• 3form manufactures acoustic panels, acrylic panels, and office partitions. They reuse and recycle materials from panels or installations that were damaged in production. Their Reform program resells materials with minor defects at a low cost to artists and designers. And they use reclaimed materials to make and sell handmade bowls, with 100% of the proceeds donated to a nonprofit that provides sustainable housing to Navajo people.
  • Armstrong Flooring produces vinyl sheet, plank, tile, rigid core, and bio-flooring. Their recycling program accepts a wide selection of Armstrong vinyl flooring, as well as flooring made by other companies on a case-by-case basis. Upon approval of a recycling project, Armstrong sends special containers to the site, which are then returned free of charge.
  • nora rubber flooring has both a recycling and take-back program. Old flooring can be recycled and turned into part of the raw material base of new flooring, used as substitute fuel instead of gas or oil in thermal power stations, for energy recovery in the cement industry through thermal recycling, or disposed of in landfills. Their take-back program allows users to return waste and scrap material from new installations, which can then be reused to produce new floor coverings, down-cycled into other products, or used to generate energy.
  • TorZo Surfaces make solid architectural surfaces from recycled or salvaged agricultural, textile, and forestry products. Through their Waste-To-Energy, customers can reclaim unusable panels or materials at the end of their usable life from jobsites and installations. TorZo pays for transportation and disposes of them in their Waste-To-Energy facility where it is incinerated to produce energy. This facility generates approximately 13 megawatts of energy annually.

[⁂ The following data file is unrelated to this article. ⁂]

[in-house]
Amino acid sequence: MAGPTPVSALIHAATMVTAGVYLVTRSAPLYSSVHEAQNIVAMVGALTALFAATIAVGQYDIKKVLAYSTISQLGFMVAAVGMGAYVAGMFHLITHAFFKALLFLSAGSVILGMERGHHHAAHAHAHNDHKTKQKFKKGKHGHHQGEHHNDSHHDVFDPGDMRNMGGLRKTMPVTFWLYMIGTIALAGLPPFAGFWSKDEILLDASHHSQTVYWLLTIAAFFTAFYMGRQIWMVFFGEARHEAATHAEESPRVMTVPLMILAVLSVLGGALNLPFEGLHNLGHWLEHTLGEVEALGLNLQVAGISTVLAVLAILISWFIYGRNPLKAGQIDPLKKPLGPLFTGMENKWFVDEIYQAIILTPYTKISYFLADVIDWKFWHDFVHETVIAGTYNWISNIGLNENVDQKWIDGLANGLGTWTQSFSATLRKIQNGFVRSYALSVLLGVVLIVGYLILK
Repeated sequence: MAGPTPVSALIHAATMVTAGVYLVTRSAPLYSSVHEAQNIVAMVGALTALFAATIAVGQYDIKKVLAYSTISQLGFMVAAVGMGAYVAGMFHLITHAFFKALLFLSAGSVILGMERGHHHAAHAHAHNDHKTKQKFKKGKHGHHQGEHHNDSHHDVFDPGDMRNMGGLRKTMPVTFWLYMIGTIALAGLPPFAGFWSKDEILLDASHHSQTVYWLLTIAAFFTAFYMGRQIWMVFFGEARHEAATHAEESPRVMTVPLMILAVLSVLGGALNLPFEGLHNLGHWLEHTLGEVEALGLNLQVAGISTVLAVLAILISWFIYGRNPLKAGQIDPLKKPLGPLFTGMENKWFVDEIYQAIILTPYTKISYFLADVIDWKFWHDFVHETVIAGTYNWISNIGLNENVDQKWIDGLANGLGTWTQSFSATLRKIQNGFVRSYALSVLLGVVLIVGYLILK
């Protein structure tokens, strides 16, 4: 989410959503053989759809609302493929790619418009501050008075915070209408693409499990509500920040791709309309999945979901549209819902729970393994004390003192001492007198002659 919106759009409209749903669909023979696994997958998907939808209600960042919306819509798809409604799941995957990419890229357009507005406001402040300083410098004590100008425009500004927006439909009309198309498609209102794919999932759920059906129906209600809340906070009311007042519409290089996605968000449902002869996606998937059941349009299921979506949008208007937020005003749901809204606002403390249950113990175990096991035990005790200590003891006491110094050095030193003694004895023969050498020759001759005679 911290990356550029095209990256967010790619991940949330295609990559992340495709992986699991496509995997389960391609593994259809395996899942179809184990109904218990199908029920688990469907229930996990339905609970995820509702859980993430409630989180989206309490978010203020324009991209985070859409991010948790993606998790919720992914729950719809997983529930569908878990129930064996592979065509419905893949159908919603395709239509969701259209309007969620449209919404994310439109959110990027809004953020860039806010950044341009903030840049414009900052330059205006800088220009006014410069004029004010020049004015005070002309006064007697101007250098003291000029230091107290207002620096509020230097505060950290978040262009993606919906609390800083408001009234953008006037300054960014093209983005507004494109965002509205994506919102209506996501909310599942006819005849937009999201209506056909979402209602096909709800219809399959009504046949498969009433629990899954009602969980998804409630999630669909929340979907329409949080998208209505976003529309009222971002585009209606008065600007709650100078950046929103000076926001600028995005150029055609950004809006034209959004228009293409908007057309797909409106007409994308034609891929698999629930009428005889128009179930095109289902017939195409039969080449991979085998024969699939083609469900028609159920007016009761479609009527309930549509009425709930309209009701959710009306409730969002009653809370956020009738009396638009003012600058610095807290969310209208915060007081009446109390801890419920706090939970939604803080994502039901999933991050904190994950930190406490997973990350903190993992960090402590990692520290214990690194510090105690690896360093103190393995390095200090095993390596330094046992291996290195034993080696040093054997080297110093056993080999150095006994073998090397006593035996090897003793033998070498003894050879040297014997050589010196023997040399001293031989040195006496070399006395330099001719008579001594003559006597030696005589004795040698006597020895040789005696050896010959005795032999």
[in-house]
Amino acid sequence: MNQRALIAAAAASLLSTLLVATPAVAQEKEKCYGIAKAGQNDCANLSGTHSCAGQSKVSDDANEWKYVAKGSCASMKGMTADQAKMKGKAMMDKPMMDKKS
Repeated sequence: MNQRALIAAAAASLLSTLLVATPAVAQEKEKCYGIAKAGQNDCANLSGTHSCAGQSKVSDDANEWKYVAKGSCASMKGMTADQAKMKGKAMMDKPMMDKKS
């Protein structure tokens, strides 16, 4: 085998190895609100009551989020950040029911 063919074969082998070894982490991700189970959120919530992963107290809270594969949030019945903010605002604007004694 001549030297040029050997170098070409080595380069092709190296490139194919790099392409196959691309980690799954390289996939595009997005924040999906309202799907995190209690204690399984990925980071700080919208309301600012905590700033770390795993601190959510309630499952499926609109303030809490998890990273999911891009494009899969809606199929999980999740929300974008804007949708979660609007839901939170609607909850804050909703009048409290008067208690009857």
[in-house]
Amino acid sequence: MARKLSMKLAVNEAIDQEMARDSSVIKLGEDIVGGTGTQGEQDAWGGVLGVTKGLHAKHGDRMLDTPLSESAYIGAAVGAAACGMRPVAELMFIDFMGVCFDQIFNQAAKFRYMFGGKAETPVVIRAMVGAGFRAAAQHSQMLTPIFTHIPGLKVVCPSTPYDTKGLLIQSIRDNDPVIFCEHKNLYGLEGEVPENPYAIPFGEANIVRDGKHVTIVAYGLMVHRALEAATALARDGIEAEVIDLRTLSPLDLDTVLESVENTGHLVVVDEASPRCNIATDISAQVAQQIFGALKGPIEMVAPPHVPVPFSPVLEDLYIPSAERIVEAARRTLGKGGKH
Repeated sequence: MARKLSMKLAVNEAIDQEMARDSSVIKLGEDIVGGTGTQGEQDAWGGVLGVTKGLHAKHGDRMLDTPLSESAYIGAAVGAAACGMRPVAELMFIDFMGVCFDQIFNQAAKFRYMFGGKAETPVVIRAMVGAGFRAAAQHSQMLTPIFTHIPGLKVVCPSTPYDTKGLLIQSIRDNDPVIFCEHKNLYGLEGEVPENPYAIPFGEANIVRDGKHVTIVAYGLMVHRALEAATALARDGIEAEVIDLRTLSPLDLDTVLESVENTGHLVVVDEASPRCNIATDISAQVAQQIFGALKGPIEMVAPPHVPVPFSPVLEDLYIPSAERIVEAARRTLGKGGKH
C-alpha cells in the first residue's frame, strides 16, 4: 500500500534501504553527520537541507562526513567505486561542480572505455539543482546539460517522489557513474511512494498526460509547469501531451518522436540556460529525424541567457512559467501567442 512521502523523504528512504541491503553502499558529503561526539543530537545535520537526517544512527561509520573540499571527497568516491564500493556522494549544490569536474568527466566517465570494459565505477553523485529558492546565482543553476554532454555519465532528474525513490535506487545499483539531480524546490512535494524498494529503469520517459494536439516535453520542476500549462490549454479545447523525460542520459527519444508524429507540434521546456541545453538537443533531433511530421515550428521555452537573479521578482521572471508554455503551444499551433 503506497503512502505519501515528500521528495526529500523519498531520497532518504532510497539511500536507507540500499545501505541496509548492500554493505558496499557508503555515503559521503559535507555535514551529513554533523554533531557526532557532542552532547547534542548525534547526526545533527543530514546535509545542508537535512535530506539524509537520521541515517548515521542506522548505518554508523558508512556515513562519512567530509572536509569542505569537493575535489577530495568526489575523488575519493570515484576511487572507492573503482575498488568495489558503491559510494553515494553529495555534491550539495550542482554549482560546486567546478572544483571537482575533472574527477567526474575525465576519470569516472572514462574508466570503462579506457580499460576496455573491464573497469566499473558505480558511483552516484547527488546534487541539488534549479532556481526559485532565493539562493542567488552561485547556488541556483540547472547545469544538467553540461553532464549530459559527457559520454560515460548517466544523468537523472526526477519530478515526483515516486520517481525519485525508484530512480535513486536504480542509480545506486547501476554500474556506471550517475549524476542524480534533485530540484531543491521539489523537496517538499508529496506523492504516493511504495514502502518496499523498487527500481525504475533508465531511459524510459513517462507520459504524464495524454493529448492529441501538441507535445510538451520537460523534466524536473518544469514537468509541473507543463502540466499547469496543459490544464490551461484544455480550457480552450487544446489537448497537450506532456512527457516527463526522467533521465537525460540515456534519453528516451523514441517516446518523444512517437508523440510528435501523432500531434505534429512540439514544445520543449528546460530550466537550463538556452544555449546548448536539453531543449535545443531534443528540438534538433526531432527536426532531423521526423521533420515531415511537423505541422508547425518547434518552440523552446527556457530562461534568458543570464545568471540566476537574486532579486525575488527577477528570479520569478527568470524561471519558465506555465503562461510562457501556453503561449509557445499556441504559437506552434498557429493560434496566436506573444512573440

• Sunbrella produces indoor and outdoor upholstery. Their take-back program, Recycle My Sunbrella, allows domestic consumers to send in fabric scraps, awning covers, boat covers, and upholstery fabric to be recycled. Since its inception, the program has collected nearly one million pounds of fabric.

Incorporating Behavioral Science

The users themselves are another important factor that can determine the effectiveness of take-back programs. Consumer or user behavior is being recognized more and more as one of the biggest sources of overall environmental impact of a product. And in order for these programs to actually work, manufacturers must receive their products after users have finished with them. This involves, at the design stage, developing features that will remind consumers about resource use and encourage better use and maintenance habits.

This is also a job for a company’s marketing team. Providing incentives such as buy-back programs and communicating clearly in product literature and on websites is crucial so that consumers are aware of these end-of-life options and motivated to take advantage of them. For example, an eco-choice strategy encourages consumers to make responsible decisions by giving them options that they can feel good about. Some companies remind users of end-of-life options and share data with them about the positive impacts of returning materials and products.

Take-Back Programs and Circularity

While take-back programs can be great, implementing one does not mean that a company has “achieved circularity.” They are just a single piece within a larger system. To learn more about the circular economy, the articles on some of the ideas that informed our current understanding of this system, and some of the other principles of circularity.